World Economic Forum report on the Future of Jobs

Now in its third edition, the World Economic Forum (WEF) report maps the jobs and skills of the future, tracking the pace of change and direction of travel. New data from the Future of Jobs Survey suggests that on average 15% of a company’s workforce is at risk of disruption in the horizon up to 2025, and on average 6% of workers are expected to be fully displaced. The report notes that technological disruptions are currently accelerated and amplified alongside the COVID-19 recession. In this new context, for the first time in recent years, job creation is starting to lag behind job destruction—and this factor is poised to affect disadvantaged workers with particular ferocity.

However, in the mid-term, job destruction will most likely be offset by job growth in the ‘jobs of tomorrow’—the surging demand for workers who can fill green economy jobs, roles at the forefront of the data and AI economy, as well as new roles in engineering, cloud computing and product development.

In essence, WEF’s report is a mixed bag of two main factors – inevitable job losses due to the pandemic and also due to technology advances, however in the longer term the report considers that job growth will offset these losses. It is also apparent that the independent workforce will play a key role in economic recovery, with the WEF report noting that 41% of businesses plan to expand their use of contractors for task-specialised work. Interestingly, this figure is higher within the UK, and the report notes the following UK-specific data:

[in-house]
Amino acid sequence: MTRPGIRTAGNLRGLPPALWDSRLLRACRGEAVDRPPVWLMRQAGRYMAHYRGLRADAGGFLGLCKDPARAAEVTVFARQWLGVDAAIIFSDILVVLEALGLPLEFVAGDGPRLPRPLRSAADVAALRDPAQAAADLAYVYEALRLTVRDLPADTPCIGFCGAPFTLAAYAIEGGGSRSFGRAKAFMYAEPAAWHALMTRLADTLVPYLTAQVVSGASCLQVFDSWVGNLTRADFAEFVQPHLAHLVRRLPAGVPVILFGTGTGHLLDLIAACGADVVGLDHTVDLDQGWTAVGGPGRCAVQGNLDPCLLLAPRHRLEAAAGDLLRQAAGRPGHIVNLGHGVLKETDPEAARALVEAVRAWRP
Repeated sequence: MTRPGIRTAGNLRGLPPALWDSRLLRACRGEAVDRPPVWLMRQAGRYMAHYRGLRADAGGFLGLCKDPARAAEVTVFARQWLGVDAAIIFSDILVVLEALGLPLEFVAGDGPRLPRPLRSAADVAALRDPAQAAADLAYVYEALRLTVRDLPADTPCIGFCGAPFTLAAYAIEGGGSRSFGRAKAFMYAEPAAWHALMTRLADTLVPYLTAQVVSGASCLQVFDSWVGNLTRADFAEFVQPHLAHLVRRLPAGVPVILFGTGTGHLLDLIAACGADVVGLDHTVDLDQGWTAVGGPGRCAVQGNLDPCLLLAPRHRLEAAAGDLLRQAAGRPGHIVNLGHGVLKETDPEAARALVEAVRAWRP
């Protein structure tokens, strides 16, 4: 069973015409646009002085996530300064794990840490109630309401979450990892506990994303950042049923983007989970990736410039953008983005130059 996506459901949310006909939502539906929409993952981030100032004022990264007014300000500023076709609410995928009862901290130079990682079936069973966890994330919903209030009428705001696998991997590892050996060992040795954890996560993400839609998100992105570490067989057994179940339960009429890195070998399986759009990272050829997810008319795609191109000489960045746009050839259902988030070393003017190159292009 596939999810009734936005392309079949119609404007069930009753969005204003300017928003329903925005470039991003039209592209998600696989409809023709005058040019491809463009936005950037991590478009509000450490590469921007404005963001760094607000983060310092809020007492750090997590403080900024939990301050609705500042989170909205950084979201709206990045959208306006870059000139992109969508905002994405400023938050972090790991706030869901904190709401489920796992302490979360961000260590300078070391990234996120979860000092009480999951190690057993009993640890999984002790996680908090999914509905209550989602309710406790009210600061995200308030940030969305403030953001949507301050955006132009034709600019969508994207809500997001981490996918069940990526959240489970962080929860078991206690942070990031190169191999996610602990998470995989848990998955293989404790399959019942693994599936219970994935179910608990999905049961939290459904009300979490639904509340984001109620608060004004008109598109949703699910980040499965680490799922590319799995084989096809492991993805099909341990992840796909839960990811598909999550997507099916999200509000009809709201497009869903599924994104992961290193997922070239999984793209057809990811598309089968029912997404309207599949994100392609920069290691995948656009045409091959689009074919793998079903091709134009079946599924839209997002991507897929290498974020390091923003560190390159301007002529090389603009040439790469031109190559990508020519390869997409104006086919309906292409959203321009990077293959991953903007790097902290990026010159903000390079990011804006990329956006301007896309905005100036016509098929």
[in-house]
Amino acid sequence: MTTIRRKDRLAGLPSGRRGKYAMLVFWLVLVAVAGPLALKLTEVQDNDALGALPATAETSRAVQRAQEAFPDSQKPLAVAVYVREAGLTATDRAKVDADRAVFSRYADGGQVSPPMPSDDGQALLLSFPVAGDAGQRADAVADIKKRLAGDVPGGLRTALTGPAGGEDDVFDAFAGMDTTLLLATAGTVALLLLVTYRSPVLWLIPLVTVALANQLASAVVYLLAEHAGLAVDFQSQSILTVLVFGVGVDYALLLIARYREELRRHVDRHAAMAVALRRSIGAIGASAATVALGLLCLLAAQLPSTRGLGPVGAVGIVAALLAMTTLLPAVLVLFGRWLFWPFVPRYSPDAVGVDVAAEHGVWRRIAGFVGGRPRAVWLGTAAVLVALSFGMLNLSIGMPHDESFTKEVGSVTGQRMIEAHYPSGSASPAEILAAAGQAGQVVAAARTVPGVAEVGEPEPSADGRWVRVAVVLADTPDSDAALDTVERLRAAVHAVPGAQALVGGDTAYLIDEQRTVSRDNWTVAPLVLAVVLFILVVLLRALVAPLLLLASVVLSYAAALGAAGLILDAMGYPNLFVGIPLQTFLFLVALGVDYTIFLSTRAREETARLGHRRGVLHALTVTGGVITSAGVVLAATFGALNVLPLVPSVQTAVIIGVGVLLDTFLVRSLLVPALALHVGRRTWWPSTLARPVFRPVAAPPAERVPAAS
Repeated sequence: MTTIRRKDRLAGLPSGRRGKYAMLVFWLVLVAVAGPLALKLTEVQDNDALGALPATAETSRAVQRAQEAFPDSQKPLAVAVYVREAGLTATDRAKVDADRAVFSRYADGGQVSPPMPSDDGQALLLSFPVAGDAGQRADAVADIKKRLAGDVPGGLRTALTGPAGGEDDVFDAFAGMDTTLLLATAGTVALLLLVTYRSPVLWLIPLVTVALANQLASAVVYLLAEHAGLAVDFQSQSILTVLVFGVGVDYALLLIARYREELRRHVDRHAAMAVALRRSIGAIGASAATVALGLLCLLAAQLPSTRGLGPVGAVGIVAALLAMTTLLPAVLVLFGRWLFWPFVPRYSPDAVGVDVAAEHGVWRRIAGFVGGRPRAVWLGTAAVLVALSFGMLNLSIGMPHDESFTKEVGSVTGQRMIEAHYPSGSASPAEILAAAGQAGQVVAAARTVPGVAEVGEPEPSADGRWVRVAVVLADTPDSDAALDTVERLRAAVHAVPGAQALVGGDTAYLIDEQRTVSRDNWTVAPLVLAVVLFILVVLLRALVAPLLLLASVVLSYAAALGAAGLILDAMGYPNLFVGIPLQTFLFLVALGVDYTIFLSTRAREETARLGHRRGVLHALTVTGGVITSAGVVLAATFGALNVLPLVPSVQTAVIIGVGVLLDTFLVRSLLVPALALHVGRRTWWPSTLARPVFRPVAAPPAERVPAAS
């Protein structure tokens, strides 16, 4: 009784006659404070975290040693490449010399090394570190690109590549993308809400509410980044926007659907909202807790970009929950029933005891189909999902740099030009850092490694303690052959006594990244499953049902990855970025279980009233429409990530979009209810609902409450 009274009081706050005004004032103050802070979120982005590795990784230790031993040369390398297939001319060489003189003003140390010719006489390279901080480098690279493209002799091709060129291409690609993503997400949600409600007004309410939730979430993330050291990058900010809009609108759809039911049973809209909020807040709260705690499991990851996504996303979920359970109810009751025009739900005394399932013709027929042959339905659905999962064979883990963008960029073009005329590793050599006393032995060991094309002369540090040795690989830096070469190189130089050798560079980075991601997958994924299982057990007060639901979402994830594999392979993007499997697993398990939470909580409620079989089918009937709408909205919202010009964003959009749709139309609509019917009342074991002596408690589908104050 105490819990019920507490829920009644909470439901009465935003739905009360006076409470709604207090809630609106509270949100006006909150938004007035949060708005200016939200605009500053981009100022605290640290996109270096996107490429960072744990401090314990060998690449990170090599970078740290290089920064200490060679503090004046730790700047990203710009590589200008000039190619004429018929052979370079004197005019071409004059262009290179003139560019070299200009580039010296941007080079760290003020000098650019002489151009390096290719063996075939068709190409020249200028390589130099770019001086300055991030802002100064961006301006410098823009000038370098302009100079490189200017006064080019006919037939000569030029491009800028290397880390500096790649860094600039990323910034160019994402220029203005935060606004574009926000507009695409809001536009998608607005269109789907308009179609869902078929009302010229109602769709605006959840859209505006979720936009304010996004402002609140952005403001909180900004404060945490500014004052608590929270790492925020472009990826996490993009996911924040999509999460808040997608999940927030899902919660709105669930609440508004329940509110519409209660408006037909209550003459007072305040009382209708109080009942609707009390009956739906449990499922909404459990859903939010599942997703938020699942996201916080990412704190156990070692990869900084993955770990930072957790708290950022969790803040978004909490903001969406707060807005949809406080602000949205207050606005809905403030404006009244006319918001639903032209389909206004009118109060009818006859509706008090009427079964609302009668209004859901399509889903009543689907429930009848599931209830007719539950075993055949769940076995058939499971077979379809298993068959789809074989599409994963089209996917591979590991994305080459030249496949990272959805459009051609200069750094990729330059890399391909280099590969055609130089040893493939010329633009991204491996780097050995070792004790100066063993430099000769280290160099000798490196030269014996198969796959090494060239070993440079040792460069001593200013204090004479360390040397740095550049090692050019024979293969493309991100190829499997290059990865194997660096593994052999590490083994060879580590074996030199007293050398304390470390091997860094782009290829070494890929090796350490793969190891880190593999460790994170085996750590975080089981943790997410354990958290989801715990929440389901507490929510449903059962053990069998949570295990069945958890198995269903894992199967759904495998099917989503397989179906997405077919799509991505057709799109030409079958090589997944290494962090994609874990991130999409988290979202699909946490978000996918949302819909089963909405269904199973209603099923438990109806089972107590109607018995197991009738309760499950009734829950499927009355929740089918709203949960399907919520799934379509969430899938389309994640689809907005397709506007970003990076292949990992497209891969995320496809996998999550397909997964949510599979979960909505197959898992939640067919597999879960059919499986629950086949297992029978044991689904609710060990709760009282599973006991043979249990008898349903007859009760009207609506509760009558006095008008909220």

• 73% of businesses will hire new temporary staff with skills relevant to new technologies
  • 61% of businesses will hire freelancers with skills relevant to new technologies
  • 55% of businesses will outsource some business functions to external contractors

Whilst the current outlook for work is bleak, we must not forget the importance of the UK’s independent workforce which has previously been shown to play a critical role in enabling economic recovery from previous recessions.

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